15. I have been debating getting this card the last few days. I have CSR and Delta Skymiles Platinum Amex. I try to fly only Delta domestically and even though I fly paid F, it seems nice to have the Gold status for bonuses which I maintain every year. I end up with 20k MQMs from spending 50k on the Delta Amex. I like the CSR for dining and hotels. Trying to figure out if the Amex Platinum is worth it. All international flights are paid J EK. People have mentioned the International Airline Program. Would that help lower the price of my EK tickets? I don’t typically stay at Hilton or Marriotts but I like the idea of a late checkout with the status that Amex would bring. Delta SkyClubs is something I would definitely use as the PP clubs don’t seem very nice and are usually crowded. The $195 fee for the Delta card gives me companion ticket which I never use since it’s an economy and not upgradable. So basically I am paying the fee for MQMs. And I got cards for my parents at no fee. The protection offered by Amex seems far superior to CSR but I already have it with my current card. With Uber credit and Delta GIft Certificates which I have read are credited towards airfare in $50 denominations, it would lower my fee to $150. Would you guys recommend getting this card? My thought is to get the 60k bonus and then use it only to pay for my EK flights for the 5x points. This would roughly net me 100k points a year to use on hotels/leisure flights/EK F upgrade. Use the Delta card for everything except dining until I hit 50k spend and use the CSR for all dining and everything else with the exception of big purchases which I am more comfortable putting on Amex.

    As there other cards which would benefit me more? Such as the Delta Reserve? And is my strategy sound? Thank you in advance for your thoughts.

  16. @ PLV — In your case I think the card makes a LOT of sense. The International Airline Program would indeed lower the cost of your paid premium cabin tickets on Emirates significantly, assuming your travel originates in the US. You could save hundreds of dollars per ticket. That alone would make it worthwhile, in my opinion. Otherwise, the way you view the math on the card is spot on. So in your situation I think it makes a lot of sense.

  17. Remember that you can get the Ameriprise Amex platinum for free the first year. Anyone can apply online. I cancel and then repeat. You do not get a sign up bonus.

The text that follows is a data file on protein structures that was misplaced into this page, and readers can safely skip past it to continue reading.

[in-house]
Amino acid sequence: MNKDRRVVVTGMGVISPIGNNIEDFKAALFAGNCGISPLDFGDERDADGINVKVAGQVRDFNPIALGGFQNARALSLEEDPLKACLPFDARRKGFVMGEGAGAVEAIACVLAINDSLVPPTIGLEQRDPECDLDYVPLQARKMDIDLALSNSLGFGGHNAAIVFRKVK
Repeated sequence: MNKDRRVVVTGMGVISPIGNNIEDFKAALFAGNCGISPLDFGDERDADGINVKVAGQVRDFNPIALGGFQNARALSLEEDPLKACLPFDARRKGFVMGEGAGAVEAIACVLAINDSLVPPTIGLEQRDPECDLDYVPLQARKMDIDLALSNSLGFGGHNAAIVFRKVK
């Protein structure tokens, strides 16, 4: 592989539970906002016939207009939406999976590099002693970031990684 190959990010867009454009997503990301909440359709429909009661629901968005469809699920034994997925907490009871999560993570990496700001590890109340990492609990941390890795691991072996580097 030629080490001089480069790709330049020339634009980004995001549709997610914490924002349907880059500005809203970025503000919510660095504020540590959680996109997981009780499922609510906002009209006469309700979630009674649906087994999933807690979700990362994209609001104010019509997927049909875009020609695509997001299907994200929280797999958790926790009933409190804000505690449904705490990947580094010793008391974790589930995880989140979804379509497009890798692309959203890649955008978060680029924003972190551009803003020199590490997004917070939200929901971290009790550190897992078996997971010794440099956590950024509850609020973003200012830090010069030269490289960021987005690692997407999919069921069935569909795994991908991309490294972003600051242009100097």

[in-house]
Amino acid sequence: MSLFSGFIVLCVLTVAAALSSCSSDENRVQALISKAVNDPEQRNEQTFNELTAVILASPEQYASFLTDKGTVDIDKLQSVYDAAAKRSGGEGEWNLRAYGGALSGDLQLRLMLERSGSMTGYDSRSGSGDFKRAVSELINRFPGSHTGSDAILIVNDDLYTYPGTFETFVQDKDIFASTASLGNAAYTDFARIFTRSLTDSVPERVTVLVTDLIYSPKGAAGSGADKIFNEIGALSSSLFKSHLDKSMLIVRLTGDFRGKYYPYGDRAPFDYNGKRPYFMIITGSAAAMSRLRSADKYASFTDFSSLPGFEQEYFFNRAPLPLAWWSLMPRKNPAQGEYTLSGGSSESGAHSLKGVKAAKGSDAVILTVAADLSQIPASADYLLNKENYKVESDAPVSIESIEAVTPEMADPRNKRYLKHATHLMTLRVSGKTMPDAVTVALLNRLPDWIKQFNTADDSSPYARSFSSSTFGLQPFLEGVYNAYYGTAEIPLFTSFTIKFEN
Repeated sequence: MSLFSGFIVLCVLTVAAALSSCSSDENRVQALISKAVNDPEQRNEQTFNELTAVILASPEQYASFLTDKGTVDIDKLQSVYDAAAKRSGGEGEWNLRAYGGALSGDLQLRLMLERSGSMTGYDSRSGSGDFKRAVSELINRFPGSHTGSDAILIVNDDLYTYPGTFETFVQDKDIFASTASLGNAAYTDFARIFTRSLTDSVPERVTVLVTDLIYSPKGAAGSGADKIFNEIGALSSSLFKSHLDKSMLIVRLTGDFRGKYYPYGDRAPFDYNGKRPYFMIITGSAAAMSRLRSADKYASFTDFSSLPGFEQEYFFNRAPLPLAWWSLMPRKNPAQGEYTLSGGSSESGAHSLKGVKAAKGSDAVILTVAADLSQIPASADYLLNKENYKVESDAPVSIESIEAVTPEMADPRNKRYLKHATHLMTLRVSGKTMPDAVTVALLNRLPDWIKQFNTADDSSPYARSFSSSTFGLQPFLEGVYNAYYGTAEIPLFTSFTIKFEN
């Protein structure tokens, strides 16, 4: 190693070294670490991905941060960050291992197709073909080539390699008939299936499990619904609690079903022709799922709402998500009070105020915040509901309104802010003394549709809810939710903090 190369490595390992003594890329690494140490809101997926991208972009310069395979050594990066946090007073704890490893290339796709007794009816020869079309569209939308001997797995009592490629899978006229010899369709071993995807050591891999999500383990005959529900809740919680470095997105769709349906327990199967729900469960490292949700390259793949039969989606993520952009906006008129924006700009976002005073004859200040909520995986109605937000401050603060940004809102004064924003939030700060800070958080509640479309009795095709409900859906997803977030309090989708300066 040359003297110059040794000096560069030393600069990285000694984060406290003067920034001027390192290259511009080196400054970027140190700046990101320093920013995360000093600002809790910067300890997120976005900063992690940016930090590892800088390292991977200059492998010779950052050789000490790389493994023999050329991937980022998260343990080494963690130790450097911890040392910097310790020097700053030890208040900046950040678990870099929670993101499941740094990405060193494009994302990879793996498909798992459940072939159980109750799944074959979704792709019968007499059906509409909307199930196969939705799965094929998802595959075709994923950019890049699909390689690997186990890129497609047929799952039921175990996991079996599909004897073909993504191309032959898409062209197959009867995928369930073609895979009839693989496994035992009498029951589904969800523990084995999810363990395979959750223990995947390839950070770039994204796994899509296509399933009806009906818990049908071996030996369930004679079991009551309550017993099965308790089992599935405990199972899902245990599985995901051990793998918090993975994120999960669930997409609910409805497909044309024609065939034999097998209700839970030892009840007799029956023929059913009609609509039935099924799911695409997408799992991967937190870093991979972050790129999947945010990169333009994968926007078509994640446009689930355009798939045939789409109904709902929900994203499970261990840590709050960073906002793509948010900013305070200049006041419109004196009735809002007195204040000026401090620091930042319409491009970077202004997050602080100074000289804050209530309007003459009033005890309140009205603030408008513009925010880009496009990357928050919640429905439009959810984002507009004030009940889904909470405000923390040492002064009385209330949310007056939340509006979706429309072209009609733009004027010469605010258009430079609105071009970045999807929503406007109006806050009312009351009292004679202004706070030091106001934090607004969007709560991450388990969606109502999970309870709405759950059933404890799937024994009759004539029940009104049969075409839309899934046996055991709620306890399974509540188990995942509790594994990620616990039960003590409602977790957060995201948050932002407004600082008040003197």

18. @Andrew You would need a US mailing address and a Social Security number (for credit check), so a US citizen residing abroad could likely get US credit cards, but not a foreigner residing abroad.

    @Byron The fees that the card covers are things like checked baggage, lounge access, ticket change fees, seat assignment fees. Fuel surcharges are technically part of the ticket cost, so this is unlikely to work. I’m honestly not sure of the specifics for how Amex differentiates between ticket prices and fees on AA purchases, so it is possible the credit might be triggered if the fuel surcharge is low enough — In the past, I’ve had the credit cover the ~$10 taxes on an AAward ticket, even though this shouldn’t have happened.

  19. @NMH —> “For example they have a roadside assist program that will pay for roadside assistance – including up to ten miles of towing – up to four times per year.”

    Yes, well . . . my AAA membership gives me towing up to ONE HUNDRED miles per event, 4x a year.

  20. @Lucky —> There are several reasons for me *not* to get the Amex Platinum card.

    First and foremost is that, for me, the 5x points on air travel isn’t worth it due to the exact reason you cite above: “Do note that the card doesn’t offer travel and baggage protection, so some may prefer using the Chase Sapphire Reserve®, which offers 3x points and embedded travel and baggage protection.” To me, the CSR makes more sense.

    Secondly, as @Boraxo said above, “I don’t cruise and I don’t do Delta. I prefer Lyft to Uber and have a car so I rarely spend $15 per month anyway.” The same is true for me, so those benefits are wasted on me.

    The list goes on and on — such as already receiving the Global Entry credit with other cards, etc., etc. — but I do want to add one other specific point. I find that, for me, the SPG Amex more valuable with its “transfer 20k, receive 25k” airline transfer — PLUS the huge list of transfer partners (especially with the recent loss of transfer partners with AS).

    Obviously no one size fits all. If I traveled far more frequently, the equation would certainly change — especially if (e.g.) I paid the airfare and were then reimbursed by my company. (Alas, no longer the case.) Or certainly, if I could take advance of all the credits and bring the AF down to $150 (or less). But as it stands, personally, I receive better value with other cards.

  21. @JayBird – great tip about Ameriprise Amex Plat. So what does it take to be an “Ameriprise Client”?

  22. @Jason Brandt Lewis

    while I agree on the travel protection all you have to do is pay a portion of the fare on the CSR, I will routinely buy AA gift cards and apply say $200 of the $245 fare and put the remaining 45 on the CSR.

    So I get 1000amex points from the $200 and 135UR points from the $45 and get the travel protection as well.

    Also I rarely use Uber but I can use Uber eats to get a free meal delivered to my house/office each month. This works as well for the $15 month credit.

    Ultimately you own this card if you have a local centurion, if you do its a no brainer if you don’t then yeah id pass and stick with the CSR. I have a local centurion so ill be keeping both Plat and CSR.

  23. @Lucky do you rely only on credit card benefits for travel insurance, or do you also purchase per trip or an annual travel insurance plan of some sort (medical, or comprehensive)?

  24. @Boraxo-You do not have to be an Ameriprise client at all. Just apply through the website. I am not a client and never have been. I am not sure why anyone pays the annual fee especially after receiving the one lifetime bonus.

Leave a Reply

Your email address will not be published. Required fields are marked *